The Hematology/Oncology Program at Boston Children's Hospital was formed in 1946 and is among the oldest in the country. It was founded by Dr. Louis K. Diamond, who is often said to have been the father of Pediatric Hematology, and by Dr. Sidney Farber, who originated cancer chemotherapy. The modern program dates from 1967 when Dr. David G. Nathan replaced Dr. Diamond as Division Chief. Under his direction the program expanded from a faculty of 3 and 1,200 net square feet (nsf) of research space to a faculty of 21 and 12,000 nsf. During that time, the division also greatly expanded its clinical activities. Following the death of Dr. Farber in 1974, Dr. Nathan assumed responsibility for all Pediatric Oncology at Boston Children’s Hospital and Dana-Farber Cancer Institute (DFCI). Soon thereafter, a bone marrow transplant (BMT) program was begun. In 1985, Dr. Nathan assumed the role of Chairman of the Department of Pediatrics and Drs. Samuel E. Lux and Steven J. Burakoff were appointed to direct the combined program. Dr. Burakoff moved to New York University in 2000 and was replaced by Dr. Stuart H. Orkin. Dr. David A. Williams, formerly the Chief of the Division of Experimental Hematology at Cincinnati Children’s Hospital and a trainee of this program, was recruited in 2007 as Division Chief at Boston Children's Hospital to replace Dr. Lux, who retired from his position after 23 years of service.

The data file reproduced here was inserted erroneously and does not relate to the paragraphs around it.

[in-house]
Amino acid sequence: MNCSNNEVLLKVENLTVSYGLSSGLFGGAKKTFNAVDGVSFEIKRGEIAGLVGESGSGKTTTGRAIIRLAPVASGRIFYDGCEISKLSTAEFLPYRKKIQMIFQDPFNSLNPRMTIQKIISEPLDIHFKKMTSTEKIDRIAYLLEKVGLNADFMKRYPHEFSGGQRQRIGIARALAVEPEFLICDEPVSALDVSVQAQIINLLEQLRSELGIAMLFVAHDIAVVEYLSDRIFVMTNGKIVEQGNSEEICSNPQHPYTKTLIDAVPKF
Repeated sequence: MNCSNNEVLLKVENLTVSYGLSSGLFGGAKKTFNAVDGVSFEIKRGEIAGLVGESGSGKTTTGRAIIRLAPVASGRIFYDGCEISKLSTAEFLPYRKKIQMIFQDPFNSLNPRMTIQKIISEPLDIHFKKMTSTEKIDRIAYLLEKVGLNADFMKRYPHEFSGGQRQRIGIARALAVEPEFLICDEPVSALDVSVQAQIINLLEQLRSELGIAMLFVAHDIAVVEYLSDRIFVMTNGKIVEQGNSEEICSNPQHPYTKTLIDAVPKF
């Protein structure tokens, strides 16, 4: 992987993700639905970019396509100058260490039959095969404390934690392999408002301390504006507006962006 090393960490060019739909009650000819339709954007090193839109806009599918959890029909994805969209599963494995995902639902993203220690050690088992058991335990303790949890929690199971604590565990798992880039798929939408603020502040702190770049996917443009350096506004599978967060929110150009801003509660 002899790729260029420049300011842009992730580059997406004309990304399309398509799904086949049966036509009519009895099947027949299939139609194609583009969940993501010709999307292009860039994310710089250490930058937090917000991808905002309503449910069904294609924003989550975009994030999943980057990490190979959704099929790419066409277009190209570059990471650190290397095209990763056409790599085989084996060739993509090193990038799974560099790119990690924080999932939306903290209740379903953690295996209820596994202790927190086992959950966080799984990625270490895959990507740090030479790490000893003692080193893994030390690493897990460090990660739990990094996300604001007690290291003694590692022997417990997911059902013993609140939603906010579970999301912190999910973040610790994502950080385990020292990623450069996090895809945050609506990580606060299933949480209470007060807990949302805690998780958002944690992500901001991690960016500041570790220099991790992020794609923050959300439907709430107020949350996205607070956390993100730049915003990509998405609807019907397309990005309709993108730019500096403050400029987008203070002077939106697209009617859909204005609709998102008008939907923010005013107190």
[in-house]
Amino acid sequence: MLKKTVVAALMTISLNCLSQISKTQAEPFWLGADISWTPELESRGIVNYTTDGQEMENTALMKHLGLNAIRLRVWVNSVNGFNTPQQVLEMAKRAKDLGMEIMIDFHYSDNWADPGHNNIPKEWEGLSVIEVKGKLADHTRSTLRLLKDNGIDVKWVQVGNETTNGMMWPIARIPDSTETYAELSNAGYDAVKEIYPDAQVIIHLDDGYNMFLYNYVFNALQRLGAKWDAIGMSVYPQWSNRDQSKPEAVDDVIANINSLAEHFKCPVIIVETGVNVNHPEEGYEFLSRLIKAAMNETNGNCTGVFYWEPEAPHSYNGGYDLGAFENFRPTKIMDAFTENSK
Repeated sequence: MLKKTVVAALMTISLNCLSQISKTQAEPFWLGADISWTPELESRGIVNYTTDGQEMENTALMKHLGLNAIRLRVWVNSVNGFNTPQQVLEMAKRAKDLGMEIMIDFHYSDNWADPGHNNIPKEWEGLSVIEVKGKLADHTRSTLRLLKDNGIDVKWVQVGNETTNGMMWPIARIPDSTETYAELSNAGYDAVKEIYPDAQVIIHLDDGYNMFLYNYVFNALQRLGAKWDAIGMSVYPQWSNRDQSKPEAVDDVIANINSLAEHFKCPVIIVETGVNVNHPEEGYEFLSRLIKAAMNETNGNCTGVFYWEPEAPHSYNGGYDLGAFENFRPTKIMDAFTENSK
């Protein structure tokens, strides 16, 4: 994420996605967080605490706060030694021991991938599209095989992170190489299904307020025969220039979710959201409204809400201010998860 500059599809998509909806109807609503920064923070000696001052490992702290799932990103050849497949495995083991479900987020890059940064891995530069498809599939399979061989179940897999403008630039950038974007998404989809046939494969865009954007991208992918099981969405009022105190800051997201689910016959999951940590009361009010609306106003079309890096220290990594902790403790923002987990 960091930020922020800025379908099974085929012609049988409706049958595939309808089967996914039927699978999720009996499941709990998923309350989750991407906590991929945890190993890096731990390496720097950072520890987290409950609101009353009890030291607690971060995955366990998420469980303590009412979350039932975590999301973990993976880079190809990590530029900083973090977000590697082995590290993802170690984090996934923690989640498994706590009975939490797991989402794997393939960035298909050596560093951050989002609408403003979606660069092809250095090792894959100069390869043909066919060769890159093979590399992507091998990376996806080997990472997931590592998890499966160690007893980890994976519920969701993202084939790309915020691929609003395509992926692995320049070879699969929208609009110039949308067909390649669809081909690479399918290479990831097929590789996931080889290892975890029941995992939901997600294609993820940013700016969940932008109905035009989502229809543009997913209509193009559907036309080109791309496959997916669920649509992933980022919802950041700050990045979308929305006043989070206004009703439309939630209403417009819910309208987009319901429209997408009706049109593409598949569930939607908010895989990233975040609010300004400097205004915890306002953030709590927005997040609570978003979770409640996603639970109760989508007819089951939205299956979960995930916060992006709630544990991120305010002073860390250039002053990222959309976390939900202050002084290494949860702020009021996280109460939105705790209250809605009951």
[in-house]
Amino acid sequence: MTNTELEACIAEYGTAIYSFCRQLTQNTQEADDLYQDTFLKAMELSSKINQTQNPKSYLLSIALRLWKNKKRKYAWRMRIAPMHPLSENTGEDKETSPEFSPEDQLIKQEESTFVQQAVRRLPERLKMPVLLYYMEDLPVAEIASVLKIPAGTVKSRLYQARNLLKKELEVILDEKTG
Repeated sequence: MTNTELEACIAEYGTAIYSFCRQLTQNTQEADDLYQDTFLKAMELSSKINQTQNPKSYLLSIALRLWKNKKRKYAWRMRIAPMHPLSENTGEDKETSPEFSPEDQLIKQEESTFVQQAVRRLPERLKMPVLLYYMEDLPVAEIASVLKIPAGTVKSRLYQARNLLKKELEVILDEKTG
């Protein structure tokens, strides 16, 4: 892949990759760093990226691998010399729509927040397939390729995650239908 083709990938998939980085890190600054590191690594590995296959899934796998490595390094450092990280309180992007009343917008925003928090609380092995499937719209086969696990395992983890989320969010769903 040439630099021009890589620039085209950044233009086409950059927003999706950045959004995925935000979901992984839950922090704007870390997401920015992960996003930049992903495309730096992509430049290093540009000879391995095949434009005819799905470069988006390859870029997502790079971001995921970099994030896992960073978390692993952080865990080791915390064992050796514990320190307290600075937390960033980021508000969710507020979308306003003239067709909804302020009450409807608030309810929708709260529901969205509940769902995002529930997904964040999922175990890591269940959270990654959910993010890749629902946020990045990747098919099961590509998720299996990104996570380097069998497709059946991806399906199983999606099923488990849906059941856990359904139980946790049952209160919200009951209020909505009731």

Since 1974 the clinical program in pediatric Hematology/Oncology has been a joint activity of Dana-Farber Cancer Institute (DFCI) and Boston Children's Hospital (BCH). All outpatient clinical activities for pediatric oncology and Bone Marrow Transplant are housed in the Jimmy Fund Clinic in DFCI. All inpatient clinical activities take place at BCH. All clinical hematology takes place at BCH. A selection committee comprised of faculty from both DFCI and BCH selects fellows from the annual candidate pool. Dr. Williams, as the Division Chief at BCH and Fellowship Program Director, is the Chair of the selection committee.
The program has continued to grow under Drs. Lux’, Williams’ and Orkin’s leadership. In particular, research space expanded following the addition of a new wing of the Enders research building in 1990 and the move to new space in the DFCI in both 1993 and 1998. A new research building (Karp Building) at BCH that opened in November 2003 allowed the program to expand to approximately 44,000 nsf. Most recently, with Dr. Williams’ recruitment, an additional 3400 nsf of space was added to the Division in the 4th floor of the Life Sciences Building Boston (LSBB) immediately adjacent to and connected with the Karp Building, giving the division >47,000 nsf of research space. This represents >320 laboratory benches. The research space is connected to the Stem Cell Program at BCH (Dr. Len Zon, Director) and to the Immune Disease Institute (Dr. Fred Alt, Director). These programs are integral parts of this training. An additional 5,000 nsf of research space is included in Dr. Williams’ recruitment package for future expansion which has not yet come on line. Dr. Williams brings new expertise in translational research, particularly focused on stem cell biology and genetic therapies.